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By Tianyu Zhao, VI Form
My Quest: Uphold the Values of Martial Arts and Xing Yi
My grandfather’s bungalow in my hometown hides many secrets, including a sword behind a towering closet in the storeroom. When I was only seven, I felt its weight when my grandfather first placed it in my small hands. It had belonged to Liu Qilan, my ancestor from the Qing Dynasty, a martial arts master who later became of great importance to me.
And yet, my interest in martial arts didn’t come from him. Like many of my peers, I was sent to a kungfu studio by my mom at an early age. Years later, I began to watch Bruce Lee’s films and gradually grew obsessed, spending hours every night exercising my strength and flexibility. I looked for more professional and systematic training in kickboxing classes and made my neighbors suffer the noise of my punches after my uncle fixed a huge standing sandbag for me outside the door. (more…)
By Nikole Klodowska, VI Form
A Lesson from Fish Fillet
I am afraid of fish. No one can remember what childhood trauma could have caused me to physically shake in the presence of these scaly creatures. Over the years, I have slowly made progress – from being unable to be in the mere vicinity of fish, to tolerating a walk past the seafood section at supermarkets, to interning at a one star Michelin restaurant where I spent the day working up close with my biggest fear.
During my internship at Warsaw’s Amber Room, I worked every section of the kitchen, including what I had dreaded my entire life: seafood. One morning, I was assigned to fillet salmon for a small banquet. I winced as I inserted the knife at an angle between the fish’s skull and fleshy body, my gloved hands trembling. After successfully filleting two fish, my mentor noticed my trepidation and asked me what was wrong. I was determined not to quit, but admitted I felt utterly uncomfortable around fish. He decided to spare me the additional trauma and moved me to another position where I would feel more comfortable: to weigh and prepare the fish for cold storage. I felt an enormous weight lifted off of my shoulders, knowing I would no longer have to feel the bumps of the bones as they scraped against the knife, or see the glossy, lifeless eyes staring back at me. (more…)
By Leon Shi, VI Form
Keeping Up with the Komodos
For a whole month, I had no running water, no electricity, and no internet connection. I had to prepare for flooding, menacing reptiles, and even medical emergencies. Some days were truly difficult to persist through with only two meals to fuel over six hours of kayaking. A single wave could easily capsize my kayak and leave me helpless in the ocean. I constantly feared for supply shortage or, worse, being stranded. This is my life for a month on the Komodo Islands of Indonesia. Despite the numerous hardships, it was the best trip of my life. Away from the noise of the world, the Komodo Island wilderness allowed me to embark on a journey of growth and self-discovery about what is most important in life: living purposefully. (more…)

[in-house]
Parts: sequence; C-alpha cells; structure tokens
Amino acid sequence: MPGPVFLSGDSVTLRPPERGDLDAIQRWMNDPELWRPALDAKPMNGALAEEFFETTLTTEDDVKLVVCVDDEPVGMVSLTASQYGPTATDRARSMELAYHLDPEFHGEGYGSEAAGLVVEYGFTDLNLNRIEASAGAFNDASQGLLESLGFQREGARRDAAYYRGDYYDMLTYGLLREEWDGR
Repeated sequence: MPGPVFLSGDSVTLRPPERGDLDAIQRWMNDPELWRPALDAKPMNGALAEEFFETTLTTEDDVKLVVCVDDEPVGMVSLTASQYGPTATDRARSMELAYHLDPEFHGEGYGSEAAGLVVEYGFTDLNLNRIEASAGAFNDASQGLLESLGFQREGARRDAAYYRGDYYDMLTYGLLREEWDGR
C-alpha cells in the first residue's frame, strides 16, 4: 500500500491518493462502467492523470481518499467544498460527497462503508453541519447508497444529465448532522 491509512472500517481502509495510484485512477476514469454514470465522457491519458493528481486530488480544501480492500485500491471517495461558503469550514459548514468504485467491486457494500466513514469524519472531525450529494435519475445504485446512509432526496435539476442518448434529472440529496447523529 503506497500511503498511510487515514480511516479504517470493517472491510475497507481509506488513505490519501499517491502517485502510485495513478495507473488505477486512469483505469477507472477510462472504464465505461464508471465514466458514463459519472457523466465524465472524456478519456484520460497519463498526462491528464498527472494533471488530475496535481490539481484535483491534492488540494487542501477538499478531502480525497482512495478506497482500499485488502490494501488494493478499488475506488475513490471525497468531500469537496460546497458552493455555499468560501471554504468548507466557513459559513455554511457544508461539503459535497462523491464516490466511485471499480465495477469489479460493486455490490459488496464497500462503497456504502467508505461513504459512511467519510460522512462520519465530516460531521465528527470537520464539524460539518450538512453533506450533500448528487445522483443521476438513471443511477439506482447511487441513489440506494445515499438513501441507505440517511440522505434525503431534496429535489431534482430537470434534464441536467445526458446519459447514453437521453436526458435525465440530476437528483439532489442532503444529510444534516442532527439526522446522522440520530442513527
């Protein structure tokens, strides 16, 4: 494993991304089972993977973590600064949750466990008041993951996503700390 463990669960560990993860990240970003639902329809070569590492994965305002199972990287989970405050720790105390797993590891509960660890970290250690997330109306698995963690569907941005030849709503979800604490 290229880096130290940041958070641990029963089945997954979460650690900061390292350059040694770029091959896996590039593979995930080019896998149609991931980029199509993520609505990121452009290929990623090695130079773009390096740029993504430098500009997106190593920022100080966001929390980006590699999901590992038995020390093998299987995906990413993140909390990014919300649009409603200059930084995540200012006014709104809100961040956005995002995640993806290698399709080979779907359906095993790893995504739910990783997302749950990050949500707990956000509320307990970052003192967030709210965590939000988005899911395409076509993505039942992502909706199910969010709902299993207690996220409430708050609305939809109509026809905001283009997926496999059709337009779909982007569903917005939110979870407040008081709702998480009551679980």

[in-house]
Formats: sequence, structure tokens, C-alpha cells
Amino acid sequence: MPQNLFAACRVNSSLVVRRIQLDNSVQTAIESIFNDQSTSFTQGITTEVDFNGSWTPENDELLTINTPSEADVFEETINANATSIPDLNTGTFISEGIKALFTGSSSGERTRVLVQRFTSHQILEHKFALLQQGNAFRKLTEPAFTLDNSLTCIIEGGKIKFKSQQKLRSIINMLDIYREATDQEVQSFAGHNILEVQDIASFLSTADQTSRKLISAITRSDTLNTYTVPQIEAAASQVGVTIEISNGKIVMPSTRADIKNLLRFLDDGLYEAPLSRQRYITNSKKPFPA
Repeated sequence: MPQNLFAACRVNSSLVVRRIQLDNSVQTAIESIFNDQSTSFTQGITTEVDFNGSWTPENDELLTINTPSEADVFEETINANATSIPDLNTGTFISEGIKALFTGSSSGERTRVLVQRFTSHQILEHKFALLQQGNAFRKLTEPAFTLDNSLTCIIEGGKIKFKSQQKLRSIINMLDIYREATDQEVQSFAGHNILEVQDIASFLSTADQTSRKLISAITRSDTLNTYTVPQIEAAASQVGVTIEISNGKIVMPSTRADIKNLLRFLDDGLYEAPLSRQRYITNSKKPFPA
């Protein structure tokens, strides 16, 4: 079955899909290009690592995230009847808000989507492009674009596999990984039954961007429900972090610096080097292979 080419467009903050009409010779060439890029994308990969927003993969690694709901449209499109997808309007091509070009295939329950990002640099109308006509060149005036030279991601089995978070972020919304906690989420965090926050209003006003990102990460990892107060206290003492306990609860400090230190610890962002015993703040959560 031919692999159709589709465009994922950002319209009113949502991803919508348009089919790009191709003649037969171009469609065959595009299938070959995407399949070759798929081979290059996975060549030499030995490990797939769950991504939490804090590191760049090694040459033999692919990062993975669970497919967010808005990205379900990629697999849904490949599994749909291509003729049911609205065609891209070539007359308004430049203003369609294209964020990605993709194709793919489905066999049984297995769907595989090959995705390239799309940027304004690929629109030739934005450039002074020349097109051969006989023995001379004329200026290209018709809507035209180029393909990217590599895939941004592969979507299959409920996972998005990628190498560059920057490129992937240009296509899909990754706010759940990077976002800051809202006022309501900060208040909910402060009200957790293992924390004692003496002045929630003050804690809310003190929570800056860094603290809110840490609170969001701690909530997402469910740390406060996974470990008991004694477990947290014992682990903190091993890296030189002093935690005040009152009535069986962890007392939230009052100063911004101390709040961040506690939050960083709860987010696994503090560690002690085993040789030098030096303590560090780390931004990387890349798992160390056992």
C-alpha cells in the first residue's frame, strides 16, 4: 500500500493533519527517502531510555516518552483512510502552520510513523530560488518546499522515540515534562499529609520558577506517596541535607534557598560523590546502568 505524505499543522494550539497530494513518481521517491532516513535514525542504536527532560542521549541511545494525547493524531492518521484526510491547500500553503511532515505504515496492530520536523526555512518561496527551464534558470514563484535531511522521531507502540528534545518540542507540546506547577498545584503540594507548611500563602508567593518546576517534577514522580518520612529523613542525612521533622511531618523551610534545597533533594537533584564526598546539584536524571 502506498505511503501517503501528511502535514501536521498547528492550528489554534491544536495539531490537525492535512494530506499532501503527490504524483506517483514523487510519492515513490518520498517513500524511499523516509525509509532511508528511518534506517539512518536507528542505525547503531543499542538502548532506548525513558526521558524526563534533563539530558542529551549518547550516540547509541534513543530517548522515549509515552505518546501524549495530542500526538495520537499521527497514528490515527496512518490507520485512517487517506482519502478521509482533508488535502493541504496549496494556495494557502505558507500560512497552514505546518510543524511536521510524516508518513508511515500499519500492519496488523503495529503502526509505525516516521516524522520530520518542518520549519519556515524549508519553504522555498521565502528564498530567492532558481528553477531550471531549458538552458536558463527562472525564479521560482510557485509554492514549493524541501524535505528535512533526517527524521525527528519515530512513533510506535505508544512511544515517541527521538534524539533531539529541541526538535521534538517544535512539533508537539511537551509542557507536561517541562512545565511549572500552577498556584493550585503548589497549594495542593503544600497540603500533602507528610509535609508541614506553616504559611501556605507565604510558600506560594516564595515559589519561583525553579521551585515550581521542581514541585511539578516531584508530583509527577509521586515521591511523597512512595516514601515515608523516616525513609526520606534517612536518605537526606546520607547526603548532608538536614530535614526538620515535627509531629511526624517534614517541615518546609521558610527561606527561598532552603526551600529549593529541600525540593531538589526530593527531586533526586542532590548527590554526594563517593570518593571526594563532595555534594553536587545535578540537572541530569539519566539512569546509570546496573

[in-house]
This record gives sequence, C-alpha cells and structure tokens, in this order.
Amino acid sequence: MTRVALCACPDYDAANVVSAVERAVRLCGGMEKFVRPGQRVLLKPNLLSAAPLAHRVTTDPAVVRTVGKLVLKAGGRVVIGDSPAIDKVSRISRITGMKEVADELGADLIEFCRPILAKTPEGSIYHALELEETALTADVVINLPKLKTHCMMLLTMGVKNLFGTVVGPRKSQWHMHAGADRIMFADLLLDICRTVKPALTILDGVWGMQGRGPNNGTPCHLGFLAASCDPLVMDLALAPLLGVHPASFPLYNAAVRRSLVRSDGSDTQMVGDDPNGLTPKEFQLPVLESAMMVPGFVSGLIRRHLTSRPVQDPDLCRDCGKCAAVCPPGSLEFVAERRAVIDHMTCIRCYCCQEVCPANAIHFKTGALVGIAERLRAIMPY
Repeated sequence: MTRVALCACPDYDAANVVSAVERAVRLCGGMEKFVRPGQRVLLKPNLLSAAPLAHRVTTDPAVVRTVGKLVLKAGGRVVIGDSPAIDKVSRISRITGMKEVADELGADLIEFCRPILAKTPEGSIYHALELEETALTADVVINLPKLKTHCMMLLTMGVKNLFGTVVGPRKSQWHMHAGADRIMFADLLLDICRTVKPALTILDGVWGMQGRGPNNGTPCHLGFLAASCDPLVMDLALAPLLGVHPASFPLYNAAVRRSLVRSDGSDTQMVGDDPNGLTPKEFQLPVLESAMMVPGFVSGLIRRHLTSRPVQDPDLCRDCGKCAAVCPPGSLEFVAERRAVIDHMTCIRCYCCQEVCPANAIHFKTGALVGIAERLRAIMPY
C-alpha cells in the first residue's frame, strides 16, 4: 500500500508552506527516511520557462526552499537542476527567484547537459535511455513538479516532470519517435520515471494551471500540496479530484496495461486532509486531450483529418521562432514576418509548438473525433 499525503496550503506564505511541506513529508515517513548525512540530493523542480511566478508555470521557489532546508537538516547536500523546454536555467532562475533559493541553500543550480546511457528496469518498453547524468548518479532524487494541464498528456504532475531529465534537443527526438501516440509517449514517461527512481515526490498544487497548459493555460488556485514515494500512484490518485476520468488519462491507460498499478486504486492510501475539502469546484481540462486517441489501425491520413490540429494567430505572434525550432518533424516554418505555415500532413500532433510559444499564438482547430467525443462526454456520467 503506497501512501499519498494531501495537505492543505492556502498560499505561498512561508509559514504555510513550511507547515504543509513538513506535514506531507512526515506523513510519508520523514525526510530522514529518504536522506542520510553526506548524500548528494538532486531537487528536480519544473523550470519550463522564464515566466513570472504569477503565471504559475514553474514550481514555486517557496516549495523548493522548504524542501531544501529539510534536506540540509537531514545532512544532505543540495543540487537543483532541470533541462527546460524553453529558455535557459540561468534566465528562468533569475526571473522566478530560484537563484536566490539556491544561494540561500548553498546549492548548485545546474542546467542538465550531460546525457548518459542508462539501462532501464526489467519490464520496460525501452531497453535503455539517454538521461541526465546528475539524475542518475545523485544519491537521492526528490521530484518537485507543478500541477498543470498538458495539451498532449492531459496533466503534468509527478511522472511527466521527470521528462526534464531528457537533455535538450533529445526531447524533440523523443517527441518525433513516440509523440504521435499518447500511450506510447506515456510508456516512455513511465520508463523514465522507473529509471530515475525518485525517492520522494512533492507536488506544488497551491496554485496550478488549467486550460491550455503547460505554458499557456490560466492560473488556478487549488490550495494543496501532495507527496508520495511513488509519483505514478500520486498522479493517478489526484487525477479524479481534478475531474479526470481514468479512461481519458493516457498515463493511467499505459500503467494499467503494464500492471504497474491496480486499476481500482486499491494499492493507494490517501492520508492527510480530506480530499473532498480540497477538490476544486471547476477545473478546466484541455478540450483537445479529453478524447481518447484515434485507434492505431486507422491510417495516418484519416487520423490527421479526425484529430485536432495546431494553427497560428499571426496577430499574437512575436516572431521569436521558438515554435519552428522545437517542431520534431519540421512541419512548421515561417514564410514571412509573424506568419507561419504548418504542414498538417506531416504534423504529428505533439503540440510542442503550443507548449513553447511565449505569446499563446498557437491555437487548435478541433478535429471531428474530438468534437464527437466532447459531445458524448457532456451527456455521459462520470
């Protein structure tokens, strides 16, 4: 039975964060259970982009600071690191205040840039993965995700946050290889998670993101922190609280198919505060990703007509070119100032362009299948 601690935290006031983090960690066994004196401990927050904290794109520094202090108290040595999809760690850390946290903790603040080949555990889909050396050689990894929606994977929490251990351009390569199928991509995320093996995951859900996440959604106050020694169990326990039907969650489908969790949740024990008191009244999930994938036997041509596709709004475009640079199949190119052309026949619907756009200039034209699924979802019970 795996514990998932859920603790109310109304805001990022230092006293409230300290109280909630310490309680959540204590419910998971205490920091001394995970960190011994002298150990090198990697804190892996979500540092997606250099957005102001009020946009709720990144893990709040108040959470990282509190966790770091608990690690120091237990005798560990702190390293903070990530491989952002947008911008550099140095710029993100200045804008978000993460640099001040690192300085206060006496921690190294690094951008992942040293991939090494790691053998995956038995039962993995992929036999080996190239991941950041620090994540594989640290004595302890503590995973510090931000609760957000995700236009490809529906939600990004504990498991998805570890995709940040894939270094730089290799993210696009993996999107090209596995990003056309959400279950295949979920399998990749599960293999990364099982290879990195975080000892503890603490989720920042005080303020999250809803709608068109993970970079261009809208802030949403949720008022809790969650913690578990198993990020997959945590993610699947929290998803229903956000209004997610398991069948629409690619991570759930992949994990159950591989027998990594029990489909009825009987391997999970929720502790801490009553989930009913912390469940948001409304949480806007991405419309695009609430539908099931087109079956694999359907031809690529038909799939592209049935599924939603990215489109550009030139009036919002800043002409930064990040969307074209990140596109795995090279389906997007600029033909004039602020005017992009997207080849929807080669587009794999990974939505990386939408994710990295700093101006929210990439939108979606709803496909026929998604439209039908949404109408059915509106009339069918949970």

By Julia Danielsen, VI Form
The Joy (and Responsibility) of Moving from Camper to Staff
For six years, arriving at Camp Coniston in New Hampshire meant pure excitement, but this year was different. I was now part of the staff. While still excited, I also felt proud, nervous, and apprehensive because I would be teaching Ecology and Swimming. I knew that I would not have a problem sharing my love of nature with the campers, but how was I going to plan and teach several compelling Ecology classes? I was in what was formerly my safe haven, now nervous because of these new added responsibilities. (more…)
By Abby Peloquin, VI Form
Patriotism Is My Life and Flag: I Support the Troops
Patriotism, to me, is far more than saying “I am an American” or putting a flag on your front porch. To be a patriot is to understand the past and present of this country, both good and bad. It is learning the history of our nation, from the pilgrims to George Washington to WWII, and accepting that even the greatest countries have their faults. It is seeing a veteran in Walmart and, although you’ve never met them, saying thank you. Patriotism is putting your hand on your heart for the Pledge of Allegiance every morning at 8am, even when you don’t quite understand the words yet. Being a patriot is a lifelong journey, and the people who understand that more than most are the members of our armed forces. (more…)